Bird Conservancy has been monitoring Mexican Spotted Owls since 2014. Learn why we are working on the project and the threats this elusive owl endures.
The Bird Conservancy of the Rockies’ social media posting on August 31 grabbed my attention. Featuring a close up of a Black Swift in hand, the accompanying post announced that the Black Swift Research Team had recently caught three Black Swifts, all of which had been banded 17 years ago in 2005 as adults, breaking the longevity record of oldest known for the species. My heart nearly stopped.
Every year, biologists and technicians traverse on foot across mountains, prairies, and deserts to survey breeding birds under the Integrated Monitoring in Bird Conservation Regions (IMBCR) program. The second largest breeding bird monitoring program in North America, IMBCR’s footprint stretches across private and public land from the Great Plains to the Great Basin. Check out this StoryMap for a closer look at this impressive program!
Bird Conservancy and our partners spent much of 2021 implementing the first phase of a network of bird tracking stations across the Great Plains. It’s been an exhilarating, exhausting and rewarding year installing Motus stations at amazing places across central Flyway. We worked closely many partners, put 18 new Motus stations on the map, planned future sites, and watched as our towers detect tagged birds! The work continues with Motus stations installed throughout the Rocky Mountain West and northern Mexico, coupled with training opportunities for partners and deployment of over 100 radio tags on grassland birds.
Of the shorebirds species that breed in North America, a clear majority migrate to wintering grounds in the temperate and tropical regions of Central and South America. Shorebirds whose breeding and wintering grounds are far apart must replenish their fat reserves during migration. They do this by stopping at a chain of staging areas, such as the Texas Coast, Cheyenne Bottoms in Kansas, the Rainwater Basins in Nebraska, and the Prairie Potholes of the Dakota’s. Threats to shorebirds have become more diverse and widespread in recent decades and pose serious conservation challenges. Effective conservation requires a wide-ranging approach to identify and reduce threats throughout the flyway.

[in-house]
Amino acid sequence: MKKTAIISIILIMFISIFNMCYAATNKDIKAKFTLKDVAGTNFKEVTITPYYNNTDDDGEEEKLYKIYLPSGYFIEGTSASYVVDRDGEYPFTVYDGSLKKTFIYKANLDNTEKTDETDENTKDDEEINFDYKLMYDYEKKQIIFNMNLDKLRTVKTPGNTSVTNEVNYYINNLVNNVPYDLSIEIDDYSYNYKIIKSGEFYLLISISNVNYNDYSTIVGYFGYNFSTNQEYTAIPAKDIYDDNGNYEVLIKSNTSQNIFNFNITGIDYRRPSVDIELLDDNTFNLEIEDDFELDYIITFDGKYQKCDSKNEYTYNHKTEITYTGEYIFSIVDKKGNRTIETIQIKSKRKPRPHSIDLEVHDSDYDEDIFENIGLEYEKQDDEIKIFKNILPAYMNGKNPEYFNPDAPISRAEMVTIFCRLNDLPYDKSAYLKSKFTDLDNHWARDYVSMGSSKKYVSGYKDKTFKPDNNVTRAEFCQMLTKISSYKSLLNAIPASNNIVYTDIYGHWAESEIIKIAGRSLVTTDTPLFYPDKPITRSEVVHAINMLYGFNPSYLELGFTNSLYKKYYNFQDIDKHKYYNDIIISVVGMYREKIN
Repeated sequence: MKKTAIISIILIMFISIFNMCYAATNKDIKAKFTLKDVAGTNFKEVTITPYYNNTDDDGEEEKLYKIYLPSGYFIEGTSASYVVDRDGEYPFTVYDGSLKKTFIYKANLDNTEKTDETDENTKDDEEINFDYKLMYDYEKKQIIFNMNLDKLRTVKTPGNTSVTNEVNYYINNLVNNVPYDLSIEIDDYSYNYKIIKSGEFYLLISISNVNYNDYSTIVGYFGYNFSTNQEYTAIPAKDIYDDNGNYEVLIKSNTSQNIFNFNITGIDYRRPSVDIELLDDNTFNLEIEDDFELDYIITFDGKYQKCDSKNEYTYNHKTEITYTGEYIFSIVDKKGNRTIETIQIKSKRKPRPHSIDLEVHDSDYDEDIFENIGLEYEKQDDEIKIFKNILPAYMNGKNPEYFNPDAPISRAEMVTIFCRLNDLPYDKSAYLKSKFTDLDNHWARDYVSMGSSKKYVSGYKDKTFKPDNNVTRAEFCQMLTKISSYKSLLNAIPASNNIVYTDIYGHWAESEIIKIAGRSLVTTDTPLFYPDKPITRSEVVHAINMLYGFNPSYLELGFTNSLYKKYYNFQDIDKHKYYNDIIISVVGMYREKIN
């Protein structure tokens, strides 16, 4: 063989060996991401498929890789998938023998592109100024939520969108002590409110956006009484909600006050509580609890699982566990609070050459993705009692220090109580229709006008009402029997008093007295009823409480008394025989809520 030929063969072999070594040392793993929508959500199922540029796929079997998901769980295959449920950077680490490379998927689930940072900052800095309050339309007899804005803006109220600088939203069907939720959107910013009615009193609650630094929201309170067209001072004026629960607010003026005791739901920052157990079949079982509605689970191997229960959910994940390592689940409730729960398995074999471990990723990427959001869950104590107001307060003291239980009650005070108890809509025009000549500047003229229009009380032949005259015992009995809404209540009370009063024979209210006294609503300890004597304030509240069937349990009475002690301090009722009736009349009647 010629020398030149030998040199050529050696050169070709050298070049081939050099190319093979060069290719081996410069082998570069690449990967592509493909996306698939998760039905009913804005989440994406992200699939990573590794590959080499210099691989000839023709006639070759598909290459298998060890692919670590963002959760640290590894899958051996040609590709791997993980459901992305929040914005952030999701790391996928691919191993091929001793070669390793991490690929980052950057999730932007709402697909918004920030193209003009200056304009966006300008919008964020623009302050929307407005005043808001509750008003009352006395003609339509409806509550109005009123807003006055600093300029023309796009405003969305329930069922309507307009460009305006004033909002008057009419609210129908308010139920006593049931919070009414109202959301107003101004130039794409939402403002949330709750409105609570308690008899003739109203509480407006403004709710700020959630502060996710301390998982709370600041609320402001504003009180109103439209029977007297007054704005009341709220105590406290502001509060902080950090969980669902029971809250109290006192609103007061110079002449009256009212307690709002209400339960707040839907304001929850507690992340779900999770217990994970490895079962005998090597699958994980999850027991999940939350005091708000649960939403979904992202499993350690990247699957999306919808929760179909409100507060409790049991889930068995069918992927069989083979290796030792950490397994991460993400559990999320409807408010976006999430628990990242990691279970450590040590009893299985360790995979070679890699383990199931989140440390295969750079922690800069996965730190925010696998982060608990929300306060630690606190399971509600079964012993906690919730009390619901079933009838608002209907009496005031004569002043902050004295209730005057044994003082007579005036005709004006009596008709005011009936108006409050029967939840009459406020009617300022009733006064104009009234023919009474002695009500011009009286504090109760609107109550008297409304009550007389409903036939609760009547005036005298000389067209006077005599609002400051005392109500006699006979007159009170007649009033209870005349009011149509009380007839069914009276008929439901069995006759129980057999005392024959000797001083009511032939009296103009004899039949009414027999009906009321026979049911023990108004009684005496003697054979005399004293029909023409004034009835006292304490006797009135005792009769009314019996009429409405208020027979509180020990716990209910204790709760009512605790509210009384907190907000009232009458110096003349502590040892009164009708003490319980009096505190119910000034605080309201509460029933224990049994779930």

Effective conservation requires understanding when and where species face limiting factors. For nomadic birds collecting this data can be extremely challenging. Bird Conservancy is testing out Motus for tracking the winter movements for an uncommon Colorado bird, the Brown-capped Rosy-Finch.
Bird Conservancy of the Rockies researchers are developing a network of automated radio telemetry stations to study the movement of grassland birds. This work will help fill in missing information about where these birds go during migration, and will ultimately help managers better conserve important grasslands for the birds to use into the future.
Forest management has evolved rapidly over the last two decades as land managers strive to find a balance between wildlife habitat needs, resource utilization, fire mitigation, and resilience to climate change. Using birds as indicators, Bird Conservancy and partners explored the impacts of the Collaborative Forest Landscape Restoration Program and how modern forest management approaches are shaping avian biodiversity in treated landscapes.
Recent extensive bark beetle outbreaks have raised concerns about the health of western conifer forests and their capacity to support wildlife species. These tiny bugs bring big changes, transforming forests and re-shaping landscape ecology in extreme ways and on a grand scale. We surveyed birds in Colorado, gathering data to compare unimpacted forests with those following a beetle outbreak. What we found may surprise you!